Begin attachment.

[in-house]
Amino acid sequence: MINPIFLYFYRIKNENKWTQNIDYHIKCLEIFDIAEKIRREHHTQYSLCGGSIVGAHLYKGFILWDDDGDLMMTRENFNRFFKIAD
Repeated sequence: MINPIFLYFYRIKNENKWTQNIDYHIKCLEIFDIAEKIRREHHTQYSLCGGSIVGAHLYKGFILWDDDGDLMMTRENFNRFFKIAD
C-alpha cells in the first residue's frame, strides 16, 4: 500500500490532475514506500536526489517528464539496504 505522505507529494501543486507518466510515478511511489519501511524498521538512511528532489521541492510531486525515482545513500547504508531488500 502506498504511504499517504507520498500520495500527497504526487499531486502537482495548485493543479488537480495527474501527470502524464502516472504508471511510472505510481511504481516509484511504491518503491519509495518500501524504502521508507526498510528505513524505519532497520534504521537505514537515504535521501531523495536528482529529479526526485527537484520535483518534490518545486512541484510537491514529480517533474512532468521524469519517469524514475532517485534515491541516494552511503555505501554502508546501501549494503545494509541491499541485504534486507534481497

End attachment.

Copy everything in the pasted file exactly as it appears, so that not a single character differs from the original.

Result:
[in-house]
Amino acid sequence: MINPIFLYFYRIKNENKWTQNIDYHIKCLEIFDIAEKIRREHHTQYSLCGGSIVGAHLYKGFILWDDDGDLMMTRENFNRFFKIAD
Repeated sequence: MINPIFLYFYRIKNENKWTQNIDYHIKCLEIFDIAEKIRREHHTQYSLCGGSIVGAHLYKGFILWDDDGDLMMTRENFNRFFKIAD
C-alpha cells in the first residue's frame, strides 16, 4: 500500500490532475514506500536526489517528464539496504 505522505507529494501543486507518466510515478511511489519501511524498521538512511528532489521541492510531486525515482545513500547504508531488500 502506498504511504499517504507520498500520495500527497504526487499531486502537482495548485493543479488537480495527474501527470502524464502516472504508471511510472505510481511504481516509484511504491518503491519509495518500501524504502521508507526498510528505513524505519532497520534504521537505514537515504535521501531523495536528482529529479526526485527537484520535483518534490518545486512541484510537491514529480517533474512532468521524469519517469524514475532517485534515491541516494552511503555505501554502508546501501549494503545494509541491499541485504534486507534481497